On Jan. 1 the Congress-mandated “sequester” will kick in. Conventional wisdom seems to suggest that this will be devastating to the nation.
But choosing to go over the “cliff” may in fact be our best option. There will be some pain, but it is quite unrealistic to think that we can get out of the predicament we are in without experiencing some difficulty.
There are significant advantages to doing nothing at this time. For instance, restoring the Clinton-era tax rates and cutting the federal budget by 10 percent across the board will put our fiscal deficit on a path to resolution, especially given the likelihood that we will soon be ending the second of the two Bush wars.
The big ticket expense item has to do with the Pentagon budget. For the first time, defense planners will have to assess and prioritize their needs. This has been a long time in coming. The defense budget doubled after 9/11, primarily to fight two unnecessary wars as a result of an ill-considered approach to dealing with terrorism. From now on, it will be critically important to challenge the advisability of continuing to develop the kind of weaponry that was useful only to fight the Soviet Union in the 1970s. Moreover, there is a real question as to whether taxpayers are getting their money’s worth from our investments in new defense technologies.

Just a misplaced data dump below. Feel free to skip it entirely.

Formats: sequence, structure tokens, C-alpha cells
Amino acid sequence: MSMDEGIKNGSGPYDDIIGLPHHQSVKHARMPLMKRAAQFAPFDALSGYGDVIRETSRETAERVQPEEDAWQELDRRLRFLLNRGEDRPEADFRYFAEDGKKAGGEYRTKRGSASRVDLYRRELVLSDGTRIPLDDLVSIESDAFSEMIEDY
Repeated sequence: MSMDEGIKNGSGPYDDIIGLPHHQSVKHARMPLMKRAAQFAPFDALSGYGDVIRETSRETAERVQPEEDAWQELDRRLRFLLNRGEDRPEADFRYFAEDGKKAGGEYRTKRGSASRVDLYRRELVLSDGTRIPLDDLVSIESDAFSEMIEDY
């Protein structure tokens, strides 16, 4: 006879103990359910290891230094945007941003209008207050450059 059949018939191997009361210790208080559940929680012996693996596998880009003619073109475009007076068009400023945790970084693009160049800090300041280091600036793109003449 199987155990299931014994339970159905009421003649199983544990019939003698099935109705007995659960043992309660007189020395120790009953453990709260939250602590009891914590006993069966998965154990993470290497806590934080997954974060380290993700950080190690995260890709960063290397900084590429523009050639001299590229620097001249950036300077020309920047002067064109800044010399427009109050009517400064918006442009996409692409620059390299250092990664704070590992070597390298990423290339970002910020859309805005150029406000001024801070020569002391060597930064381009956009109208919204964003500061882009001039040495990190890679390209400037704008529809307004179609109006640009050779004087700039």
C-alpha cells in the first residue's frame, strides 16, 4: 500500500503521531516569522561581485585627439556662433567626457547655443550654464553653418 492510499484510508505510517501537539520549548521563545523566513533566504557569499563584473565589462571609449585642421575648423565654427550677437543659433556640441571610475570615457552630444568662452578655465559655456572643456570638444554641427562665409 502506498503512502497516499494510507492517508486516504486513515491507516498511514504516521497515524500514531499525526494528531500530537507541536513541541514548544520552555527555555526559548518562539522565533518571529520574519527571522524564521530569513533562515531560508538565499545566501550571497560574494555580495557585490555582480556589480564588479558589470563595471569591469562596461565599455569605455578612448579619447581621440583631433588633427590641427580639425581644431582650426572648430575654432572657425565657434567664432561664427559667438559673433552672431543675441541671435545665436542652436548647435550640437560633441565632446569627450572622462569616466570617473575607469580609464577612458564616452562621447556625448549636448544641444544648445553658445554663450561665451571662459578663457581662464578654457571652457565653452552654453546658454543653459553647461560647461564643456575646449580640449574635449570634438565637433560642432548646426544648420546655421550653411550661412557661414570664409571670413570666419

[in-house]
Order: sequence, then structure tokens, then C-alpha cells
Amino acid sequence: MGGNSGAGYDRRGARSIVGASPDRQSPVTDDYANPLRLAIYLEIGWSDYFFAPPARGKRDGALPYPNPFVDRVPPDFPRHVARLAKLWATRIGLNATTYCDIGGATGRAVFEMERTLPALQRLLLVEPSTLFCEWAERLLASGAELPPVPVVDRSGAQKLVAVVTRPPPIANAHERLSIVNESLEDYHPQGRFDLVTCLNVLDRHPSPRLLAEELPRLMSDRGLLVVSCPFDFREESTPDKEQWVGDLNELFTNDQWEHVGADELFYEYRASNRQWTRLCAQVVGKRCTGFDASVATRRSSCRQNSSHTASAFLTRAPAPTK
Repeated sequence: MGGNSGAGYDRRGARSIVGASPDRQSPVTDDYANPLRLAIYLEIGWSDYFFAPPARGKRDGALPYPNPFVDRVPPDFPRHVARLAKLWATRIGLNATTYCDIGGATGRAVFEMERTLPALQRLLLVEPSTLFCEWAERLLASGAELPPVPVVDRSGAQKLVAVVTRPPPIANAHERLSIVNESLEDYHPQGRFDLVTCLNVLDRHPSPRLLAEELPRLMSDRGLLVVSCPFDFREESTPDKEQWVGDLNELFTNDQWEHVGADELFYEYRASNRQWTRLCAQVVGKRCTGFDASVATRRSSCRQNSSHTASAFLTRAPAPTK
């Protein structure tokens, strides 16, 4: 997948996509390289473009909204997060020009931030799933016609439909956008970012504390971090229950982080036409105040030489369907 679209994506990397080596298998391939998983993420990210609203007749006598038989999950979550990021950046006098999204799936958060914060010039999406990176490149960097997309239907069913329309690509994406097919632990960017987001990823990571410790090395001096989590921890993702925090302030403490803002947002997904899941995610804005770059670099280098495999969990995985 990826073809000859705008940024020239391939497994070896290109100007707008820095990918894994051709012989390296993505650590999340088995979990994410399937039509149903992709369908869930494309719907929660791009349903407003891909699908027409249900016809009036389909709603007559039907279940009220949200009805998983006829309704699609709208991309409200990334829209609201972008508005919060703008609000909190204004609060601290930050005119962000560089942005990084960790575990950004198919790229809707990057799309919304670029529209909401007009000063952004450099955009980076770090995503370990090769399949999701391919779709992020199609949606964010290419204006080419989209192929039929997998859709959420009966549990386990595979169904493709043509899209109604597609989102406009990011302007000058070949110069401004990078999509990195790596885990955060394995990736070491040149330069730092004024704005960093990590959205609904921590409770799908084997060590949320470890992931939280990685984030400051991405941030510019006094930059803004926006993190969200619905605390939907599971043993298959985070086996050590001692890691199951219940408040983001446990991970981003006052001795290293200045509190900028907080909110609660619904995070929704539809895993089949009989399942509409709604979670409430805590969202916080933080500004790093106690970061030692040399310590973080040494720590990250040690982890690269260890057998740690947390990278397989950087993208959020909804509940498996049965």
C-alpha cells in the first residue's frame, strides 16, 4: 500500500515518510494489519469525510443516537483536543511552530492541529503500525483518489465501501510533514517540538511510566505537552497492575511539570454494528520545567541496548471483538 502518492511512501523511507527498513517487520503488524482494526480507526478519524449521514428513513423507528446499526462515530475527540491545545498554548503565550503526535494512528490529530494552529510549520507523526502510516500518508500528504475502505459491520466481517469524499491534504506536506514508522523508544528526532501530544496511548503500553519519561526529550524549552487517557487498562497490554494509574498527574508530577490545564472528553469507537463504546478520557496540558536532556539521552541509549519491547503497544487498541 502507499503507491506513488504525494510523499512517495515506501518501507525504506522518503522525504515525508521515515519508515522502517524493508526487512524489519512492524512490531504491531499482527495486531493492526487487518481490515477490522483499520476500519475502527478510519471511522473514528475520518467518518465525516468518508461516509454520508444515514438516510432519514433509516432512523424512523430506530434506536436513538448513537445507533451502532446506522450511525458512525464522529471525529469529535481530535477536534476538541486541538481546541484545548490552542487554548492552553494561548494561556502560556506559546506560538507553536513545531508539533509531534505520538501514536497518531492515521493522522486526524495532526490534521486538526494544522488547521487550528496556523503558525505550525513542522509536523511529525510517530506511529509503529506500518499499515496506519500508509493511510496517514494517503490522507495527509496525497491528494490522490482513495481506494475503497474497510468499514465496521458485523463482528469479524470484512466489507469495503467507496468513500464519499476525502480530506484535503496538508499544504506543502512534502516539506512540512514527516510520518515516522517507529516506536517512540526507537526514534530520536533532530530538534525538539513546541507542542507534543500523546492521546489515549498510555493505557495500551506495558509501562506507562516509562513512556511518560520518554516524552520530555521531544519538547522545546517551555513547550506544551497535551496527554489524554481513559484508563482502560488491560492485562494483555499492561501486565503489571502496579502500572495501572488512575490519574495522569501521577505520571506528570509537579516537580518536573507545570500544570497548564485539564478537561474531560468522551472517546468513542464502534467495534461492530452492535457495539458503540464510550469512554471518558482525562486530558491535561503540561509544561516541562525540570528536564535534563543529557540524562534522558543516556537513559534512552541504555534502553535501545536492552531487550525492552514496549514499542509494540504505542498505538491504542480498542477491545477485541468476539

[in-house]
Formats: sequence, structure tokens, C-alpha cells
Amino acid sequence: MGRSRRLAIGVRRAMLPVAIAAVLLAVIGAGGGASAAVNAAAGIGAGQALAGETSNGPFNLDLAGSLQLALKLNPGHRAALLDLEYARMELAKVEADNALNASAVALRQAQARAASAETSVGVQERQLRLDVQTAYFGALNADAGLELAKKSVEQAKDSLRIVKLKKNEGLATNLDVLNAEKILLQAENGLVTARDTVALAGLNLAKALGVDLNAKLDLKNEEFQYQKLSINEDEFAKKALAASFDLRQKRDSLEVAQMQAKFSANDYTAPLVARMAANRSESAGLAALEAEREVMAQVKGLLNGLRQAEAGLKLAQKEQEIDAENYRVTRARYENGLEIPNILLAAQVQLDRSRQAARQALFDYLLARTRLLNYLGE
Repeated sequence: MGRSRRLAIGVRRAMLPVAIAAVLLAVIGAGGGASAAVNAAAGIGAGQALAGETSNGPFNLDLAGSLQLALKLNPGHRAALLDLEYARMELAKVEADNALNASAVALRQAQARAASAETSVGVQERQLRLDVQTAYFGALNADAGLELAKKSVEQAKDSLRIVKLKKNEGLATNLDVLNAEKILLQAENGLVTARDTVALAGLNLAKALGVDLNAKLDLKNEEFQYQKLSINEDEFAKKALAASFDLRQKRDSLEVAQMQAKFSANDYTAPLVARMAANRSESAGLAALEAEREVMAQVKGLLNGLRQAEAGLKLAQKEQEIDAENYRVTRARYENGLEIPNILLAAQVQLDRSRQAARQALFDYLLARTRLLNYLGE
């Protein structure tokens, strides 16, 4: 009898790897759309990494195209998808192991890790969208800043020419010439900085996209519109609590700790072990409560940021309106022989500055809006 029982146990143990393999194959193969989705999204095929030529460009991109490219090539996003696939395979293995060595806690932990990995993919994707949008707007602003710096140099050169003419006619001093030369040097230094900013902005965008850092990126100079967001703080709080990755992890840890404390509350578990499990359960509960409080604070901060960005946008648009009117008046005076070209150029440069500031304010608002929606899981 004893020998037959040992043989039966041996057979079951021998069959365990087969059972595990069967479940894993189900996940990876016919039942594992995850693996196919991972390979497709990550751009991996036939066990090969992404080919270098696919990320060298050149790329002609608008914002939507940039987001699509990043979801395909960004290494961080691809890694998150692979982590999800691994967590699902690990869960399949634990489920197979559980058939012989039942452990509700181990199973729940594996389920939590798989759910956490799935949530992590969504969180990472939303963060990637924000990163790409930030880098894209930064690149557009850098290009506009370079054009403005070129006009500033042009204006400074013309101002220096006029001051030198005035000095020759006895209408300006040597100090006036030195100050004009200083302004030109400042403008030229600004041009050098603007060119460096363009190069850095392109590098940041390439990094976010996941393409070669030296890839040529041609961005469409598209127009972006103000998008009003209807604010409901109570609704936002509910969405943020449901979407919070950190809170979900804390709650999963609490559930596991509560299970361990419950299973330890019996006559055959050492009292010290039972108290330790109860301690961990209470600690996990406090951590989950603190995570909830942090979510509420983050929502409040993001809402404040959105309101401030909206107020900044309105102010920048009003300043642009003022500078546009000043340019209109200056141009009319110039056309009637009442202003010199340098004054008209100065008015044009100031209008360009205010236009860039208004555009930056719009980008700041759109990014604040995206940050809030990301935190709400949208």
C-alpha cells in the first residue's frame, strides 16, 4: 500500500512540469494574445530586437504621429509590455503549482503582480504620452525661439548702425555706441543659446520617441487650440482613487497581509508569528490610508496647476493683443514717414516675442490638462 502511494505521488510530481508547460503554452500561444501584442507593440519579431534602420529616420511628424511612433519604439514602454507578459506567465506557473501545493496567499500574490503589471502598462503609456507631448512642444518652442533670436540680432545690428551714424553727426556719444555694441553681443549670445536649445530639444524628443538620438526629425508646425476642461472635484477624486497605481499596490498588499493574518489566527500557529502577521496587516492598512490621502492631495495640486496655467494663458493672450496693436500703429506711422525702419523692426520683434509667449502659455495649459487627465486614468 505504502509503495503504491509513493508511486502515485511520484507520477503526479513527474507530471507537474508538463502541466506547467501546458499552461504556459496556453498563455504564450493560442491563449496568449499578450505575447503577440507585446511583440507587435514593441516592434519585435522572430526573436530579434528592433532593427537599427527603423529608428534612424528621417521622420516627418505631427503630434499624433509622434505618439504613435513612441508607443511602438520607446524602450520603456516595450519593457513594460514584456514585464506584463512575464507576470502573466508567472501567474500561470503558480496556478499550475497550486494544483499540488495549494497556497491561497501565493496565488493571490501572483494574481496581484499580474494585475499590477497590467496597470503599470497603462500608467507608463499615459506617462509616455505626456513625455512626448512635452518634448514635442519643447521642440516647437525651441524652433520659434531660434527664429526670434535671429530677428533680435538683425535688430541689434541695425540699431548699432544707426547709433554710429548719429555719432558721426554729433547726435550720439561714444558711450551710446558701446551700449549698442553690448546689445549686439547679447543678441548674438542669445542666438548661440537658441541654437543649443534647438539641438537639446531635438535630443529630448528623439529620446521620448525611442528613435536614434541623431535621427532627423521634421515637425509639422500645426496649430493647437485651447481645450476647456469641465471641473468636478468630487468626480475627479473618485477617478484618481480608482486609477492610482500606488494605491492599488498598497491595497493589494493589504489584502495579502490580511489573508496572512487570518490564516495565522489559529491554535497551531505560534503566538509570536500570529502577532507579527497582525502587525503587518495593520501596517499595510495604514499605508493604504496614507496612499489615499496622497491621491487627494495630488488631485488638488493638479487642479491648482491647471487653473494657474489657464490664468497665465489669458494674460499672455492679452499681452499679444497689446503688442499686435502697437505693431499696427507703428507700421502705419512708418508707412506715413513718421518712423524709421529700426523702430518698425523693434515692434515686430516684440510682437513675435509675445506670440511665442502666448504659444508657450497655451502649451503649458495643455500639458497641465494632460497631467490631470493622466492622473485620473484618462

Consider tactical fighter aircraft, specifically the F-22 and F-35 programs. If we need to cut spending, these two programs would seem a good place to start. Consider: to date taxpayers have purchased 187 of the F-22s, the cost for which has run into the billions; despite the fact that we have been fighting two wars for over 10 years no F-22s have been used in either Iraq or Afghanistan. Now we have the F-35 program and, like its predecessor, it has been plagued by delays and cost overruns. Yet, taxpayers are apparently on the hook to buy more than 2,000 of these planes.
This is a real tragedy and what makes it worse is that the direction seems firmly established as though it were on autopilot. Billions continue to be spent on weapons that don’t work and will likely never be used. All the while many Americans are unemployed and are losing their homes; 15 percent of the nation lives in poverty and this nation cannot even find a way to provide basic health services to everyone. Surely we can do a better job of apportioning our resources to meet the needs of our citizens while maintaining an appropriate level of national security.
As it turns out, the sequester is the only way to stop this madness and get the nation on a trajectory to a secure and prosperous future. We should be thankful that an incompetent Congress has put us on this path. We can finally get our house in order and Congress doesn’t have to do anything — but get out of the way.
Gordon P. Rondeau